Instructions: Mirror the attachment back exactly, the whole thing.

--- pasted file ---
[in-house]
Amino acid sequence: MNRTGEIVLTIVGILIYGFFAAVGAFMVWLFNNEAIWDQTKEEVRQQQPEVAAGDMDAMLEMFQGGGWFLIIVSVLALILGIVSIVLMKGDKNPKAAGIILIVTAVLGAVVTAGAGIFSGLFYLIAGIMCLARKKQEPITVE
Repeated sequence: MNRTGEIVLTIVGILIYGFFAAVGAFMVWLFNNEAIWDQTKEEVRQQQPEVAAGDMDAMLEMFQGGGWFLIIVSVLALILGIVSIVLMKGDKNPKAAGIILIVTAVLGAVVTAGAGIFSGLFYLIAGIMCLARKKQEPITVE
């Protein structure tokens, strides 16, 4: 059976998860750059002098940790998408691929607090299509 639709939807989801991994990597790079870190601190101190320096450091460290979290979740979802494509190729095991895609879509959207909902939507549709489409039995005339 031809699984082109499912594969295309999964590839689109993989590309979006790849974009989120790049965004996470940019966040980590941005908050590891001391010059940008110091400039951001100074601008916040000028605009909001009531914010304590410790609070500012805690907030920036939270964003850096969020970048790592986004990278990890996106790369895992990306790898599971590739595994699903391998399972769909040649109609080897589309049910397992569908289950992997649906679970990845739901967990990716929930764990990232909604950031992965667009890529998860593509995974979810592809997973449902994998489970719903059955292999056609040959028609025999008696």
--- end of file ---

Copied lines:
[in-house]
Amino acid sequence: MNRTGEIVLTIVGILIYGFFAAVGAFMVWLFNNEAIWDQTKEEVRQQQPEVAAGDMDAMLEMFQGGGWFLIIVSVLALILGIVSIVLMKGDKNPKAAGIILIVTAVLGAVVTAGAGIFSGLFYLIAGIMCLARKKQEPITVE
Repeated sequence: MNRTGEIVLTIVGILIYGFFAAVGAFMVWLFNNEAIWDQTKEEVRQQQPEVAAGDMDAMLEMFQGGGWFLIIVSVLALILGIVSIVLMKGDKNPKAAGIILIVTAVLGAVVTAGAGIFSGLFYLIAGIMCLARKKQEPITVE
């Protein structure tokens, strides 16, 4: 059976998860750059002098940790998408691929607090299509 639709939807989801991994990597790079870190601190101190320096450091460290979290979740979802494509190729095991895609879509959207909902939507549709489409039995005339 031809699984082109499912594969295309999964590839689109993989590309979006790849974009989120790049965004996470940019966040980590941005908050590891001391010059940008110091400039951001100074601008916040000028605009909001009531914010304590410790609070500012805690907030920036939270964003850096969020970048790592986004990278990890996106790369895992990306790898599971590739595994699903391998399972769909040649109609080897589309049910397992569908289950992997649906679970990845739901967990990716929930764990990232909604950031992965667009890529998860593509995974979810592809997973449902994998489970719903059955292999056609040959028609025999008696």